Margaret Costa's Four Seasons Cookery Book is one that I have known and used for many years now. To call it a classic is almost an understatement. I prefer to categorise it as a great work of cookery writing, and would think of the writer in the same breath as Elizabeth David and Jane Grigson.
Grub Street Publishers have had the nous to republish Four Seasons (Grub Street, pounds 17.99) in a brand-new, Day-Glo green, shiny, hardback copy, with up-to-date metric measurements and a foreword by Delia Smith. Which in itself is curious, because in fact it was Delia who gave me a spare copy of hers, as my very own, original, hardback copy. Before this, I was using my mother's much stained paperback.
It is a beautifully laid-out book, most pertinent to the seasons, as the name suggests, and sections within the four chapters are charmingly titled. For example, in "Spring" (16 sections) you will find Easter teas; salt, pepper and mustard; and "pieces of cake"; as well as obvious seasonal treats such as asparagus and lamb. There is also a section devoted to pancakes. The "Summer" section includes cold soups (no fewer than nine recipes); chicken, duck and a small turkey; and custard cup puddings. "Winter" has "comforting breakfasts", casseroles, and a section on "proper puddings".
But the best bits, for me, are the introductions and the chatty snippets in the recipe text, designed to inspire and educate the curious cook. They certainly inspired this very curious cook, because I would be a silly old fibber if I didn't admit that I was wildly influenced by Margaret Costa's book when writing my own Roast Chicken and Other Stories.
In the Sixties Bobby Freeman had a good restaurant and small hotel in Fishguard, West Wales. It may possibly be called a restaurant avec chambres now, but not then. Good God, boyo, when Hoppy had a small restaurant there in 1977, it was difficult to find a tube of tomato puree in the local shops: "We've got ketchup, bach, will that do?"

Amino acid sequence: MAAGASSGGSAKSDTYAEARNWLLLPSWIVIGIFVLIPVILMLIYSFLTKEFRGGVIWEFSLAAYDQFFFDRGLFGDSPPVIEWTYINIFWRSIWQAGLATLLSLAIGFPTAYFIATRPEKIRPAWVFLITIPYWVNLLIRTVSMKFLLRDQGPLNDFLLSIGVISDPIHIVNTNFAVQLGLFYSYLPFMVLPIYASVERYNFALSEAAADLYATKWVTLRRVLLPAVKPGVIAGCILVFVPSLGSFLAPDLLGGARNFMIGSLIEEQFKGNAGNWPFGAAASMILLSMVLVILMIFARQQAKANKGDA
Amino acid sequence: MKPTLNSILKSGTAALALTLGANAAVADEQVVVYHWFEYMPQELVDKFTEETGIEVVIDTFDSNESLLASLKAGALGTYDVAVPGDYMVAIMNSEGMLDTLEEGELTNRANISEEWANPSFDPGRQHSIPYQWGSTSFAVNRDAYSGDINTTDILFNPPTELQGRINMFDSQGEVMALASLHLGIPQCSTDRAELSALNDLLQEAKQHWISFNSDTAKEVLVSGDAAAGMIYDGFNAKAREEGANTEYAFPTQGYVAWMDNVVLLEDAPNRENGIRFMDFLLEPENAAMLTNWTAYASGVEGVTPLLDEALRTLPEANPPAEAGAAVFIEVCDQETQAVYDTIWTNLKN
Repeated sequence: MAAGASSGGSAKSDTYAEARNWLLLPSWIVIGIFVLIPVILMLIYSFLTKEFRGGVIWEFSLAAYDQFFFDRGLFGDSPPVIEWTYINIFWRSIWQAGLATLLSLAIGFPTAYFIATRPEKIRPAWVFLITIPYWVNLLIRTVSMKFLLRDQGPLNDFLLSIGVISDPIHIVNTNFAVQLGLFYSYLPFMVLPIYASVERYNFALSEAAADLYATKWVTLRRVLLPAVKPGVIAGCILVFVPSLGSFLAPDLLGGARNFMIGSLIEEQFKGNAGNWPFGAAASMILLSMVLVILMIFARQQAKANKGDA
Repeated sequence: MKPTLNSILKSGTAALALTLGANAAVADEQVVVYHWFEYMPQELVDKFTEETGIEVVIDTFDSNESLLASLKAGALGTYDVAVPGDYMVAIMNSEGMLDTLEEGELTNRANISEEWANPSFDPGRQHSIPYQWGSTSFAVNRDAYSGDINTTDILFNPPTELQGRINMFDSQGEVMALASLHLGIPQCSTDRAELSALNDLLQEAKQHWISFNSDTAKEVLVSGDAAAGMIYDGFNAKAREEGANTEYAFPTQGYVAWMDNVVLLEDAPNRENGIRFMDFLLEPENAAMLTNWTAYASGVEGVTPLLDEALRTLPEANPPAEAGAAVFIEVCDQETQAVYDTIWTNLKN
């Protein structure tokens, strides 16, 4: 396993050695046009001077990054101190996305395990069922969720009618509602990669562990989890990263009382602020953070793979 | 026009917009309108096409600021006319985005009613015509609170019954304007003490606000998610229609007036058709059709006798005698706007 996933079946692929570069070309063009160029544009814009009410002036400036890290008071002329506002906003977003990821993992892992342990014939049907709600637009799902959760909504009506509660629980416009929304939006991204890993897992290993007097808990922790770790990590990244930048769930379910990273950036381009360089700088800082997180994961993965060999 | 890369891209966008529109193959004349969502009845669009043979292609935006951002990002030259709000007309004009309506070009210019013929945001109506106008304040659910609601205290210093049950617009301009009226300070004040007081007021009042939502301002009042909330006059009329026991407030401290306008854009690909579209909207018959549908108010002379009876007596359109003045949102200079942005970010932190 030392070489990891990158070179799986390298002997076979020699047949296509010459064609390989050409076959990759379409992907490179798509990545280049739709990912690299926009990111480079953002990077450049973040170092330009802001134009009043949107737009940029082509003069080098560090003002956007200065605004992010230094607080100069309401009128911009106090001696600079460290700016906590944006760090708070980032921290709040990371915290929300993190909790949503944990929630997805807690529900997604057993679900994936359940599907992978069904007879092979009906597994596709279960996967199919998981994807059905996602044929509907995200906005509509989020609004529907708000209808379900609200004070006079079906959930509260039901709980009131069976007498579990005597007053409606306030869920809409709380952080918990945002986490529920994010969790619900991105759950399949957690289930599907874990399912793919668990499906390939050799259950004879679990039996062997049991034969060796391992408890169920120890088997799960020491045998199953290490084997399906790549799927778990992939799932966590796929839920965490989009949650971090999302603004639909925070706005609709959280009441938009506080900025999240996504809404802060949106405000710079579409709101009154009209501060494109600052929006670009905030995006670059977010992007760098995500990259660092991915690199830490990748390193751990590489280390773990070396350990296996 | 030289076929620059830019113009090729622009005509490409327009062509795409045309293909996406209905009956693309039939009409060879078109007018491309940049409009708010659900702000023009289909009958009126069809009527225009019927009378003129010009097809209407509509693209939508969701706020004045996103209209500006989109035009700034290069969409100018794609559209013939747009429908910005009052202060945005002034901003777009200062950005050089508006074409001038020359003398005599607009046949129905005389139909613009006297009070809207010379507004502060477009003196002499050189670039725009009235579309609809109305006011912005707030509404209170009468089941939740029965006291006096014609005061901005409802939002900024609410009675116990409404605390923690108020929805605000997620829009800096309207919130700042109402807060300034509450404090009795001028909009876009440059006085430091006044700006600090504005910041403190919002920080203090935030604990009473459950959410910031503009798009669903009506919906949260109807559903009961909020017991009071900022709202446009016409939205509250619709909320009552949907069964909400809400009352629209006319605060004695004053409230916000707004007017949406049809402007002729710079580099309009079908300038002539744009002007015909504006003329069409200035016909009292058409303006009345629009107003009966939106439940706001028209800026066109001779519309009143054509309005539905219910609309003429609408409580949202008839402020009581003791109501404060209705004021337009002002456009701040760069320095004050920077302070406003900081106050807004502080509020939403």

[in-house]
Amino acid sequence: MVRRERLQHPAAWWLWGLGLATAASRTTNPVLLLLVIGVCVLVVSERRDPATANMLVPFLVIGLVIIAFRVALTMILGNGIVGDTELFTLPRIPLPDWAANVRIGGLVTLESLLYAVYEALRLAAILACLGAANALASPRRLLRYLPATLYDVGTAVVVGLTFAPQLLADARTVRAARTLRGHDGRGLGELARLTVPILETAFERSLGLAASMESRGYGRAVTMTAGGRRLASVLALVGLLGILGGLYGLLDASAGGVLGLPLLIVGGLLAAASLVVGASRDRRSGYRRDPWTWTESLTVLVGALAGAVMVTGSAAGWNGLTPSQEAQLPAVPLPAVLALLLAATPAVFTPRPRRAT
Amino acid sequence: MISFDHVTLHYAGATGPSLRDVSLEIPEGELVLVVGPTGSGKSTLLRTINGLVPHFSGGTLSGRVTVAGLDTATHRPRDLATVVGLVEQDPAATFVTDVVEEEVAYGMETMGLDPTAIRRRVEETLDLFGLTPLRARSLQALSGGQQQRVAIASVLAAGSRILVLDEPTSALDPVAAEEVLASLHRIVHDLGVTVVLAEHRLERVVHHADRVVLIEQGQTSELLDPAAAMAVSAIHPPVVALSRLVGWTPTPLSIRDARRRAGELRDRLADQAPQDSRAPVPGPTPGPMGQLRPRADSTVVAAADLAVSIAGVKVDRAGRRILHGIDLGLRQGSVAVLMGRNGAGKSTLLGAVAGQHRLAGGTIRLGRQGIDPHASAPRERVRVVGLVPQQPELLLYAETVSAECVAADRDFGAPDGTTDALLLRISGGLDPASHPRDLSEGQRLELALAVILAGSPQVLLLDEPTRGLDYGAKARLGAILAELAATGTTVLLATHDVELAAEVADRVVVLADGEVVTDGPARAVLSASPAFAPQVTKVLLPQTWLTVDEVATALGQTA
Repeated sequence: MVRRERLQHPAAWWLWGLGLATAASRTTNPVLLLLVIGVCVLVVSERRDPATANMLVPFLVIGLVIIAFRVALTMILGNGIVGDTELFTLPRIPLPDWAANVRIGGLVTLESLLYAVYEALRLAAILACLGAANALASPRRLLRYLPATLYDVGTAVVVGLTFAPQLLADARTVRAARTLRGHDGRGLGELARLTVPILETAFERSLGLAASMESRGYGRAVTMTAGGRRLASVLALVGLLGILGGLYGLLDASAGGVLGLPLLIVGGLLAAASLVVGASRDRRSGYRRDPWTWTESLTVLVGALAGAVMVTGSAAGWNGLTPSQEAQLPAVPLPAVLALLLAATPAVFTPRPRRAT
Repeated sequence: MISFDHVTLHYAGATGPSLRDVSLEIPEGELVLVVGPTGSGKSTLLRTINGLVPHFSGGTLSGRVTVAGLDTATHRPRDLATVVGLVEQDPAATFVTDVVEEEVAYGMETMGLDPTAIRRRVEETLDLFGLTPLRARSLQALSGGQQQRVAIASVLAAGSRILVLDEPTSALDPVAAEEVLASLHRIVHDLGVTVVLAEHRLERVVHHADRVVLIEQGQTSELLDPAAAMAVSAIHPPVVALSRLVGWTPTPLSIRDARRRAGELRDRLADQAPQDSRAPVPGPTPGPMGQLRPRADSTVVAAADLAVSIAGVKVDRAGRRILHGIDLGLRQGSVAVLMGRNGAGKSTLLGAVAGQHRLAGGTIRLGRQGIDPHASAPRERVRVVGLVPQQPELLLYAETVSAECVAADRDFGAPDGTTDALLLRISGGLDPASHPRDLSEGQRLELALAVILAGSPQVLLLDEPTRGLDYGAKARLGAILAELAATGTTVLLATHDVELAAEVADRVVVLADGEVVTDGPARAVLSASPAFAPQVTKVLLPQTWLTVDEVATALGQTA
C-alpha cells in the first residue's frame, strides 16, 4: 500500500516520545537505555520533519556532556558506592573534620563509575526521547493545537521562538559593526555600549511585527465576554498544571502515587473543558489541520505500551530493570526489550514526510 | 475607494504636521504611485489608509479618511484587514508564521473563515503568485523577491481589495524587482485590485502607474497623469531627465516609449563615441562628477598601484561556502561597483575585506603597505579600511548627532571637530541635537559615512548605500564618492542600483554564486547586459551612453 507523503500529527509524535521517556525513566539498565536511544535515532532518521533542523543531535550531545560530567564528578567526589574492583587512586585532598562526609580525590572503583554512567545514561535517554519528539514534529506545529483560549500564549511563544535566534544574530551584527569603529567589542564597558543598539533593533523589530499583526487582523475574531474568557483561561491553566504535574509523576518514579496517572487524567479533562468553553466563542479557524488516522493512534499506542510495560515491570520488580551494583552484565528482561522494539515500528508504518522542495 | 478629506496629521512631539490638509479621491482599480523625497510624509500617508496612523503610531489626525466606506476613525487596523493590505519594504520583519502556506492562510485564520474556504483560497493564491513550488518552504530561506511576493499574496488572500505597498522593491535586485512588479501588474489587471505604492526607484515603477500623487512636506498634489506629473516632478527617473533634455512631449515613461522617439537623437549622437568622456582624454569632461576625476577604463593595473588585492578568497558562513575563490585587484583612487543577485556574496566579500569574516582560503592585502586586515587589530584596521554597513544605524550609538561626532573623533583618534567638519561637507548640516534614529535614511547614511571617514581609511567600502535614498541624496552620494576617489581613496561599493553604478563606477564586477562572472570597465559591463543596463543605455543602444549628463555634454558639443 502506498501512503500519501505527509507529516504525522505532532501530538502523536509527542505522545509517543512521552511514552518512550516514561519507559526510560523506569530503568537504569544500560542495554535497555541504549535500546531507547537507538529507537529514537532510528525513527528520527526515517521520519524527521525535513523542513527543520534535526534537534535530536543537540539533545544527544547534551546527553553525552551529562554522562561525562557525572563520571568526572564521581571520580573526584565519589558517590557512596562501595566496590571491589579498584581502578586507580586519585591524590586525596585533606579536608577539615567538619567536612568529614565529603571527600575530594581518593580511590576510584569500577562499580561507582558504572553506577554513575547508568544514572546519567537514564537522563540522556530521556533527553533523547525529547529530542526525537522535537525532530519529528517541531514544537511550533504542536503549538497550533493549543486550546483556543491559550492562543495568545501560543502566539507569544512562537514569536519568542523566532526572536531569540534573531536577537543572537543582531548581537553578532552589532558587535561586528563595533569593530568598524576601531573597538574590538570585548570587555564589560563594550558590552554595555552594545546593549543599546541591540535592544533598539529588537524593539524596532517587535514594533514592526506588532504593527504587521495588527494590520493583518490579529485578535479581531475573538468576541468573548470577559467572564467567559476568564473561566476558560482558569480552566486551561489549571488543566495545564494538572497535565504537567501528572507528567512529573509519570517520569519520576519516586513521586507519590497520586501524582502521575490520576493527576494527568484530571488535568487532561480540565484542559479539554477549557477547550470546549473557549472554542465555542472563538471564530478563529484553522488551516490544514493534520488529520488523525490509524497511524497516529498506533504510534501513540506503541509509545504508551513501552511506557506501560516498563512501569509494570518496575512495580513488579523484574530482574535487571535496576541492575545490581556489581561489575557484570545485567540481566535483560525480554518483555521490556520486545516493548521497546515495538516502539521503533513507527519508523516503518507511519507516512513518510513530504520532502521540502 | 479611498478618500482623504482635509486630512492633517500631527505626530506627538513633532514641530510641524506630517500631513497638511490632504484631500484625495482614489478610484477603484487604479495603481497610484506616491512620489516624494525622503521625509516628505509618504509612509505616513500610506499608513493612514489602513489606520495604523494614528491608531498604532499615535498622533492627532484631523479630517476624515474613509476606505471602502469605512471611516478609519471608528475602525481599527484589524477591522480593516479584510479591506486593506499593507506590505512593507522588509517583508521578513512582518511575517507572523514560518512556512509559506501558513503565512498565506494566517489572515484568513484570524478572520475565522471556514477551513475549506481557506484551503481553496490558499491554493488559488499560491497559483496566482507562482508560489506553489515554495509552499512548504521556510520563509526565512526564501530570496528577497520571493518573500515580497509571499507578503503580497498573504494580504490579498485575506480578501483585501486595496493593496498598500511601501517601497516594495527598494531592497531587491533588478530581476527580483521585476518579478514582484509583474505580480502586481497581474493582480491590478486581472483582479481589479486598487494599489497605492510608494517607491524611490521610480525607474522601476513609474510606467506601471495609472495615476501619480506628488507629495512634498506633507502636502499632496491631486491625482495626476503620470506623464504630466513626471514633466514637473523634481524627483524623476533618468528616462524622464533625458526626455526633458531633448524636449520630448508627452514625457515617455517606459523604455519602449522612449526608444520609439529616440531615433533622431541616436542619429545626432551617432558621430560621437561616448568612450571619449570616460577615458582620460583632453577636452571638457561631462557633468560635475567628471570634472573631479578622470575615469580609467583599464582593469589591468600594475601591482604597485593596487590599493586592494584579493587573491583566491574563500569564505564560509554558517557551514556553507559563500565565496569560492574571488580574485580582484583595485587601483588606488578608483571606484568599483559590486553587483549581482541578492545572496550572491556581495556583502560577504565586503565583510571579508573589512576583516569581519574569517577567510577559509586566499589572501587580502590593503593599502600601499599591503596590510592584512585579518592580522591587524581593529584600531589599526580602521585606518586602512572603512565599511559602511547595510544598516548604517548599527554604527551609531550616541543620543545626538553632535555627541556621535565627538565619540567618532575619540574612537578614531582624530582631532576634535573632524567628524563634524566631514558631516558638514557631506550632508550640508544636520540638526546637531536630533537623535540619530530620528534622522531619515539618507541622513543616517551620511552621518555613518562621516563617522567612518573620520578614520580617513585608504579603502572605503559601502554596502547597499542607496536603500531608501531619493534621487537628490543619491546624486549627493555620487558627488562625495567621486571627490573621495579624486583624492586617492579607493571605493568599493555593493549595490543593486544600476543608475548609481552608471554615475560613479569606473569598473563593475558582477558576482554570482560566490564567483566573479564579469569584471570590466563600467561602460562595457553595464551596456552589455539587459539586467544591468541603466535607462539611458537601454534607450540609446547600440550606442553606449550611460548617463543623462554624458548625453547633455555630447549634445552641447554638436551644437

But then Bobby decided to write a cookery book about Welsh food (no doubt having become disillusioned with being a restauratrice; it can happen to the very best people). First Catch Your Peacock was originally published in 1980. She did not have a happy time getting the book published, having been told that there was "no such thing as Welsh food" and that it was "an absurd title for a serious work".
However, she was determined to succeed in her idea - perhaps it was a bit wacky, but therein lies the charm. The resultant book is a small masterpiece. It has a recipe for Welsh salt duck served with creamed onion sauce (wonderful, and a match for French confit any day); and oyster sausages - which I am most keen to try - in which the shucked and poached oysters are chopped with herbs, cooked egg yolks, anchovies, spices and a little shredded suet, then shaped, rolled in breadcrumbs and fried in butter. These sound more like titbits Burton Racey or Ray White might use to amuse the mouth with, than recipes inspired by "the manuscript book compiled by Merryell Williams, Ystumcolywyn, early 18th century, in the Peniarth collection, National Library of Wales".
First Catch Your Peacock (from publishers Y Lolfa Cyf, Talybont, Aberystwyth, Ceredigion, SY24 5HE, pounds 9.95) is a fascinating read, full of the culture and social history of Welsh cookery, which contains some excellent authentic recipes. And, yes, there is one for peacock. Now, may I belatedly thank everyone who wrote to me with recipes for lardy cake? It was a remarkable response (more than 40 letters) and made fascinating reading. If I had only thought to look in Jane Grigson's English Food, I would not have been chided by Linda Harris from Bedford, who thought I was just plain lazy, but decided not to send a recipe because she presumed I would be inundated. True.
So, after reading all the recipes that you so kindly sent (though not lazy Linda from Bedford - just kidding, Linda) it only falls to me to choose the one that is most appealing. Well, readers, I'm still testing them, becoming fatter by the minute and enjoying the feel of warm lard running through my fingers. By next week, I hope to be able to inform you which particular lardy cake came out tops (tsk, tsk - honestly, the things one has to do in this job...)Reuse content